State prosecutors charged Delaware Auditor of Accounts Kathleen McGuiness with felony counts of theft and witness intimidation as well as three misdemeanor counts, according to an indictment (pdf) made public on Monday.
Among other allegations, McGuinness is accused of hiring her daughter and the daughter’s friend for temporary jobs at a time when other temp workers were let go due to lack of work amid the pandemic. The daughter and the friend were paid $19,000 and $7,700 respectively. Some of the payments took place when after the auditor’s daughter, Elizabeth McGuiness, enrolled in a college.
McGuiness’s attorney, Steve Wood, said in an email that McGuiness is “absolutely innocent,” and the indictment is “full of misleading statements and half-truths.”
When employees at McGuiness’s office discovered and reported the misconduct, McGuiness used her position to monitor the employees’ emails and to intimidate the whistleblowers, the indictment alleges.
“The indictment includes a great deal of evidence that the state auditor repeatedly broke the law and systemically abused her power, beginning in her first year in office,” Attorney General Kathy Jennings, a fellow Democrat, said in a statement.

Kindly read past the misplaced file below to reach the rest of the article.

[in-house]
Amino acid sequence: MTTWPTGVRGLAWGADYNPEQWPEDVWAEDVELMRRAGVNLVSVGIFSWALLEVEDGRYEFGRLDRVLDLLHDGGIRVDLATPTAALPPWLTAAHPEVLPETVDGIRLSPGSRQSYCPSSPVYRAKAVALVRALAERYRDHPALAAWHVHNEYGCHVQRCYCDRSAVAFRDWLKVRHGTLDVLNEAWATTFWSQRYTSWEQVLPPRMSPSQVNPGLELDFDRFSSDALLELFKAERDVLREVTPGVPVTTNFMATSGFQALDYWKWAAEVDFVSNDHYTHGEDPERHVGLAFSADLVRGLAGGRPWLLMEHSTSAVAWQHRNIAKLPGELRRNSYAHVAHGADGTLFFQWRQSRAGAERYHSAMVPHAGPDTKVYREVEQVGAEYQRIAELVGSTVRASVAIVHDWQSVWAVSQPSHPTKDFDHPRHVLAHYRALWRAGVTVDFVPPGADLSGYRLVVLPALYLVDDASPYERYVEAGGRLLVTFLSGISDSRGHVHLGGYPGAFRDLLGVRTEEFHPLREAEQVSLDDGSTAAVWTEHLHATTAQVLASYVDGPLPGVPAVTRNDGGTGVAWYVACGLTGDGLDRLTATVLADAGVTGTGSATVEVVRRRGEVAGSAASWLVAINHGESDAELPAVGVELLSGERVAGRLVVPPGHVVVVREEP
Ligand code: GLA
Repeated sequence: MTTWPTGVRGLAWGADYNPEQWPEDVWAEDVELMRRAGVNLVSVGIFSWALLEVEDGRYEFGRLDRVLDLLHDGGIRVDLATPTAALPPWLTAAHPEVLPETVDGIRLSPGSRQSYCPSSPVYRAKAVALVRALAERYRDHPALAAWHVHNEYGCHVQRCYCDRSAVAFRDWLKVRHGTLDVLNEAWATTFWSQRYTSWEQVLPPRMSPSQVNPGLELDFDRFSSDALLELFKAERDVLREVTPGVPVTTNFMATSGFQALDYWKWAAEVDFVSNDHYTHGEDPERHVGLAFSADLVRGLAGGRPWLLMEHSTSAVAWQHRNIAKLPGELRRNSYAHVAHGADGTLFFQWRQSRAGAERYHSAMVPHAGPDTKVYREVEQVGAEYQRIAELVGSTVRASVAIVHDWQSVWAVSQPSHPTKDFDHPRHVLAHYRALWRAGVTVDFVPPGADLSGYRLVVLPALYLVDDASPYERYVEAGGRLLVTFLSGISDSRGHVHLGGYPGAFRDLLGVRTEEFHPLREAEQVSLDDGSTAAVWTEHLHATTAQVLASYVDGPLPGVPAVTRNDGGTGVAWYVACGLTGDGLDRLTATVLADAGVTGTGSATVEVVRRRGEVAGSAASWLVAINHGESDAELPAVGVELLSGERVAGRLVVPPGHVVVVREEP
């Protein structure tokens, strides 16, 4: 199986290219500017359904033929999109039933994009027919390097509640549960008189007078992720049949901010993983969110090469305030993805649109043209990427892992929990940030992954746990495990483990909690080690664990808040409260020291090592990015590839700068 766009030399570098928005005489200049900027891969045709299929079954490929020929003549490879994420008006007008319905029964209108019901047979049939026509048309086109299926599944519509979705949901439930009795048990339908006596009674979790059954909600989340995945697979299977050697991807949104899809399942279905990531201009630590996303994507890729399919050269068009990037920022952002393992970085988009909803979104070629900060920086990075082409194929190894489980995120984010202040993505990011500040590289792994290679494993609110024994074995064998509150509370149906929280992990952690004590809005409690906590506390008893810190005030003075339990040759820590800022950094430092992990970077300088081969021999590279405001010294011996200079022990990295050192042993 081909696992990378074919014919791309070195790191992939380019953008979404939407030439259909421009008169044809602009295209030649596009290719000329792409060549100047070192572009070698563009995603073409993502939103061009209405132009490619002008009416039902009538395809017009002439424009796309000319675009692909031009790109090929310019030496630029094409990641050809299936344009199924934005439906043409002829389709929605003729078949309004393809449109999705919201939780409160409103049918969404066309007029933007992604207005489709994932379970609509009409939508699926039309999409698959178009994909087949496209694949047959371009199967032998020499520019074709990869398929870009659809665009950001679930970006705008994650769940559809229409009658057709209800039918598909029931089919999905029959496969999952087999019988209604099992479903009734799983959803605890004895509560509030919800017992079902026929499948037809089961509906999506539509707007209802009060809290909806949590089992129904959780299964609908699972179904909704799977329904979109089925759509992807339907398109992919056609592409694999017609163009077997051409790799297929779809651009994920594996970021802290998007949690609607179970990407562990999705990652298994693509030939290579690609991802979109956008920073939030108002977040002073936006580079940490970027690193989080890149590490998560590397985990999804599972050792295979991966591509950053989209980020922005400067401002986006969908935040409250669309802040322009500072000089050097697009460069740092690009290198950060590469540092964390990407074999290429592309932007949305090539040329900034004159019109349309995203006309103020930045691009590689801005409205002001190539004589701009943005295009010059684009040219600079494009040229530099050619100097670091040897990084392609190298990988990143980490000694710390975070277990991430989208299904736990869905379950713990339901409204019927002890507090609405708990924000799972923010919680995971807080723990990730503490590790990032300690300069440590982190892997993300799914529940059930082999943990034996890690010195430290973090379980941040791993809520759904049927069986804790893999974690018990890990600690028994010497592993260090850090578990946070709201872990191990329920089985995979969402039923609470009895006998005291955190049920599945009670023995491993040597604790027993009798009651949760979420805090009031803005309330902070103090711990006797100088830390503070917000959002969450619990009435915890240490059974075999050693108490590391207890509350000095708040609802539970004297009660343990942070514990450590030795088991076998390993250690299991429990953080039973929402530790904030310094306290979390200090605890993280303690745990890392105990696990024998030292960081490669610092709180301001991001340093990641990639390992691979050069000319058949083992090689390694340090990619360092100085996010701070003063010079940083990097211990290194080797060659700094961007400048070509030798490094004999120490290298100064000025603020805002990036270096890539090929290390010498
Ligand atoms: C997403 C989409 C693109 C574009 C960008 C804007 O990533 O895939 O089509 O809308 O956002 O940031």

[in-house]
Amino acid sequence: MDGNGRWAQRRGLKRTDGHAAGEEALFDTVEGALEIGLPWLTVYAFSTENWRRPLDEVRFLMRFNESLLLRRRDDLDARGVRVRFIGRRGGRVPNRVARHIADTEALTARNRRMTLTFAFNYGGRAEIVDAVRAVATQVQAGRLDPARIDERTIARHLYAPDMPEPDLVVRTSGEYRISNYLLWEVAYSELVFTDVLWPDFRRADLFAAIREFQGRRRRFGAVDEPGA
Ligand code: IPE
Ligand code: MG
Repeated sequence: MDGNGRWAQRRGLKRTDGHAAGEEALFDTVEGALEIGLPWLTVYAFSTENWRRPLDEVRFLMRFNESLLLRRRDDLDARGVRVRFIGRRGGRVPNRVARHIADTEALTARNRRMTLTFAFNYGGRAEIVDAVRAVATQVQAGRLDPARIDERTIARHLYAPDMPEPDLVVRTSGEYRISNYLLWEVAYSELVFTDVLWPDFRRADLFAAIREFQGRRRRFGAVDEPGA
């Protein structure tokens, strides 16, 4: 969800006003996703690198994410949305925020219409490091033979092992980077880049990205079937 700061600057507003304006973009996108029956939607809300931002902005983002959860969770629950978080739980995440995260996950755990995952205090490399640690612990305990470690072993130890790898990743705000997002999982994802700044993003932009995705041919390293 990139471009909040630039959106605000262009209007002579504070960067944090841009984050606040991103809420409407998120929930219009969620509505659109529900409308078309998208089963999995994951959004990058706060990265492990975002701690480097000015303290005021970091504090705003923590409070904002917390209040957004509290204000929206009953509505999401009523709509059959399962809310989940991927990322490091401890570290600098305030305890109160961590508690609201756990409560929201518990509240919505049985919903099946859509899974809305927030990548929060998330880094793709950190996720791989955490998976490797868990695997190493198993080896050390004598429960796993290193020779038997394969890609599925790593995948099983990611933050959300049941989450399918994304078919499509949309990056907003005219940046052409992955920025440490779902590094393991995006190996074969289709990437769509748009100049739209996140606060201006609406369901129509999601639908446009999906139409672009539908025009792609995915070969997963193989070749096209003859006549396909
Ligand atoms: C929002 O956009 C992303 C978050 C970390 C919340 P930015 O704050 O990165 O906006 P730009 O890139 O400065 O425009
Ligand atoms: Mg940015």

“Our investigation revealed a long trail of corruption, nepotism, official misconduct, intimidation, and fraud that implicated thousands of taxpayer dollars—all from an elected official who is supposed to be a watchdog for exactly this kind of misbehavior.”
The defendant’s lawyer said Delaware law does not prohibit family members from hiring family members, and there have been such instances throughout state government, including in the attorney general’s office. He also said the contractor McGuiness hired has performed policy development services for other elected officials in Delaware, and that all of the relevant contracts were “entirely lawful.”
“The witness intimidation charge is pure fiction, and is clearly the result of fanciful tales spun by former employees with an axe to grind,” Wood said. “Ms. McGuiness will continue to work hard on behalf of Delaware’s taxpayers and intends to focus on the job that she was elected to do.”
The authorities also charged McGuiness with setting up a no-bid contract for just under $50,000 with a company she used as a campaign consultant when she ran for lieutenant governor in 2016. The contract amount and the payments under which it was executed were signed to avoid reporting thresholds, the indictment alleges.
When McGuiness approached the same firm again in September 2020 with a second offer for a contract just under $50,000, the firm said they’d prefer to proceed with a public bidding process. Another company won the bid and received a $77,500 payment.
The yearlong investigation is still ongoing, according to the attorney general.
The Delaware Democratic Party called on McGuiness to resign.
The Associated Press contributed to this report.